To get smart, you need to be smart and realize that alot of the core competencies required to make a successful business need to be learned – y’aint born with it, sorry…….and just where do you get that knowledge….hmmm…well, you either earn it through working for various company’s (a career), you hire it or you takes your chances and learn through “OTJ”. Our industry is not rife with folks with this type of business experience…as a matter of fact, we as an industry tend to be mistrustful of folks with this type of experience….we consider them “irrelevant” or outsiders, and not “true” enthusiasts, I mean how can you be the real deal if your a Finance guy…right??

    What i find surprising is the mindset of “real company’s” vs. the “fakers”. What I am getting out of this thread is that we hope the real company’s make it whilst the fakers/opportunists go bye bye. Well, none of this is god given, the fakers, if they run a business like a business and make a profit will thrive – the opposite also holds true the same as if a “real deal” player who doesn’t know shit about running a business fails…there is no karmic justice here, sorry…good guys don’t always win, fakers aren’t always unmasked and enthusiasts often wind up disappointed when their passion doesn’t support them

    The weeding out process is harsh to folks who: have a lousy product and get found out (can anyone tell me why is Dragonman still around after all these years, eh?), those who dont know how to manage the precious commodity known as cash flow and folks who’ve no clue about the cyclical nature of business. I wont get into acknowledging Business Strategy (horizon planning and ideation) here, as most folks dont understand the concepts, even if they are successful….they just play the cards they are dealt on a daily basis…and manage to keep their seat at the table, despite the odds…. Good on them, thats as close as your going to get to Karma in business I think…..

    Having your eye on the customer, anticipating their interests before they do, delivering a quality product/service, pricing it right (so you make a profit) and knowing how to run a business – are all ingredients for success…you cant rely on “being the real deal enthusiast” and hoping people “get it” for survival….ya got to earn it.. ….And that is a big bucket of work

  23. 23 Scott Aug 19th, 2008 at 6:45 pm

    Jeff, you can put any number of zero’s to the price of a bike not for sale. It means nothing.

  24. 24 rodent Aug 19th, 2008 at 10:15 pm

    i just hope that all these guys who made such huge sales gets sraight with the SD tax nazis and the irs.

  25. 25 Conrad Nicklus Aug 19th, 2008 at 10:19 pm

    Steve B…..You hit the nail right on the head. I wasnt thinking at all apparently because this
    “What I am getting out of this thread is that we hope the real company’s make it whilst the fakers/opportunists go bye bye. ”
    Is exactly what I wanted to say but didnt know exactly how.

    Great wording my friend.


    My father has already told you how it goes as you can read above. But you caught my eye with this comment; “I certainly didn’t see too many guys writing $50K check for a bike, no matter what everybody says.”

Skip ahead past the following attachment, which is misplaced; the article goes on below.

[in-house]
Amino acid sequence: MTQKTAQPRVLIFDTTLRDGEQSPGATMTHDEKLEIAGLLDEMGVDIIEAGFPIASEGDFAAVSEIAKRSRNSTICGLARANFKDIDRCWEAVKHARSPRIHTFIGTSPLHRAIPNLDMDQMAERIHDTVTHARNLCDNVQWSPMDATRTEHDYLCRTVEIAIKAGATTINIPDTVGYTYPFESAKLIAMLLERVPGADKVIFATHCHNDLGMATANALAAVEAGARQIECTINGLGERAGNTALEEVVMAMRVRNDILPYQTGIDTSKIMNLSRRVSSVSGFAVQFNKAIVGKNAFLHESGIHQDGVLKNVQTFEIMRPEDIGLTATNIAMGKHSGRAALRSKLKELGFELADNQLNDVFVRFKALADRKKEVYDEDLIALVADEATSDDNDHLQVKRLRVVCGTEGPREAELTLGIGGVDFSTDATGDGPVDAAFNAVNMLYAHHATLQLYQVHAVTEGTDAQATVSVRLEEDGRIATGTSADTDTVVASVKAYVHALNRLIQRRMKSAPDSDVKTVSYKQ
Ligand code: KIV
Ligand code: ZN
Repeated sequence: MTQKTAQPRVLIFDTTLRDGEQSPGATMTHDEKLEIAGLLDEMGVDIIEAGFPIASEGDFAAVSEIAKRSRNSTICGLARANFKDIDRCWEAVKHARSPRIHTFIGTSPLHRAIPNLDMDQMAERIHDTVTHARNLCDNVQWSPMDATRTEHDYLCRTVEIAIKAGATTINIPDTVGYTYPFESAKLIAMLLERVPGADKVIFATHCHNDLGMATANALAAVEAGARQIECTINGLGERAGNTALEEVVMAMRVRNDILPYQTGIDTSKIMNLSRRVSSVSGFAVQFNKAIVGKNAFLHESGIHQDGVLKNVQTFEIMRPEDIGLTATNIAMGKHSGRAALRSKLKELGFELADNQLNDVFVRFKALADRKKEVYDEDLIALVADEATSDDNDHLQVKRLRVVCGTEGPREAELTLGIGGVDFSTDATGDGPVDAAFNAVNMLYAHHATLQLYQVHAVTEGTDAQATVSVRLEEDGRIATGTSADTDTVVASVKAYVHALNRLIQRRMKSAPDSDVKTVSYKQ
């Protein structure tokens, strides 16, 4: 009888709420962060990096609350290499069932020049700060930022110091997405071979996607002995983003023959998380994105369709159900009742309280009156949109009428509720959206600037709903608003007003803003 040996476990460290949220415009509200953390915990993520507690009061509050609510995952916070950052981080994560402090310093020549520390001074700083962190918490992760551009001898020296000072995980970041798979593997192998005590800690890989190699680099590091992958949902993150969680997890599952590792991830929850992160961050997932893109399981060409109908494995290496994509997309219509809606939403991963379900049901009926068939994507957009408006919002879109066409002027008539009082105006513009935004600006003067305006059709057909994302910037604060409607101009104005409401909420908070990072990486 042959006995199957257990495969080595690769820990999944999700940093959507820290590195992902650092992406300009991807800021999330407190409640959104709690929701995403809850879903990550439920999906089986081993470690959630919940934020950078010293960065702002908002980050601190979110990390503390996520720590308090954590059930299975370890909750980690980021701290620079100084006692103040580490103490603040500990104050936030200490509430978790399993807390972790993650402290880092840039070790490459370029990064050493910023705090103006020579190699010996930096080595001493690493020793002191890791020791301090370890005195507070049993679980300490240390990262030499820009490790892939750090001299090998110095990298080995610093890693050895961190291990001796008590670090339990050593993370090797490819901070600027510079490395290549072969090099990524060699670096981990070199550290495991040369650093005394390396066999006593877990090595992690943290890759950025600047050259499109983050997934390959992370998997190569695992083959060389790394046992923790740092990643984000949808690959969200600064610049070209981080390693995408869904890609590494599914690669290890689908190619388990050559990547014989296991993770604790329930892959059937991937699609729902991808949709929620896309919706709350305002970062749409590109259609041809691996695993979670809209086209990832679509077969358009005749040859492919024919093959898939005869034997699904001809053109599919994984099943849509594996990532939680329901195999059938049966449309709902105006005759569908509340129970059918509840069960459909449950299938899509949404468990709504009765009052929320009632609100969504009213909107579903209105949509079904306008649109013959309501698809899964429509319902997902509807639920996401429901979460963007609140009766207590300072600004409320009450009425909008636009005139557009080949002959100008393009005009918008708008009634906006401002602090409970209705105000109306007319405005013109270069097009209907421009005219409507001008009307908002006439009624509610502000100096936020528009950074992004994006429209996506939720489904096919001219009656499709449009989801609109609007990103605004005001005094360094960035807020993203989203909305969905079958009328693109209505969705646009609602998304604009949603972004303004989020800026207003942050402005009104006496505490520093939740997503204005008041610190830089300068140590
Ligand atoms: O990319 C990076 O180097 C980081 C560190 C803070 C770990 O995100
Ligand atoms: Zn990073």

I saw that happen on a few bikes aswell as a few AMEX cars and Discover cards thrown down aswell. I held the checks and cards in my hand. Aswell as a few wire transfers like we usually see. Its simple. You may not SEE it with your own 2 eyes but I bet it has happened to others aswell. We cannot say we were the only ones who were very succesful this year at The Black Hills Rally.

    Now to your $25,000 bike comment. There is an ass for every seat sir. My father has told me that several times and everytime it has come true. But the value of the Bush bike is real and the price tag is real also. What does the car you drive look liek to you and what did you pay for it? Say its a Ford Expedition, nothing special option wise but still about $30,000. What does it look like to you money wise? Does it look like $30,000 or does it look like something you can piece together and say yea $12,000? Do not tell me I am off subject because I CLEARLY am not. It is the same exact thing. I can build a car just like I can a bike, trust me I have done it before.

    Your house that say you paid500k for. Is it really worth 500k or could you build it for 190k and say yea its a 10k house with a 500k price tag. Yes, it is all about demand. I will again say there is an ass for every seat.

    ALSO. The Democratic Nation Committee, or whatever they like to think they are, offered to write a check for Bushs bike in 2004. 🙂 Trust me, the offer was more than a million bucks.

  26. 26 jspfc Aug 19th, 2008 at 11:07 pm

    This has been quite a funny thread to read because of Conrad talking about his dad’s company. It is funny to hear someone who is having college paid for him by his dad talk about all these real life experiences and building a business. It sounds like you may be old enough to buy beer now without a fake ID. Why don’t you get some real life experiences and make your own way instead of living off of your dad’s coat tails and having diarrhea of the mouth.

    And please don’t say, “I work in my dad’s shop and earn a paycheck.” I mean your dad kindly asked you to shut up, so why don’t you listen to him on this because it is apparent you don’t know how to conduct yourself as a business owner, but I guess that is what young is all about, thinking you know everything and not knowing when to walk away.

  27. 27 Conrad Nicklus Aug 19th, 2008 at 11:36 pm

    Ok JSPFC…Thats cute. I actually dont work for my dad but good try chief. I am a floor supervisor at Sams Club. I just go to shows with them on occasion and build stuff for me.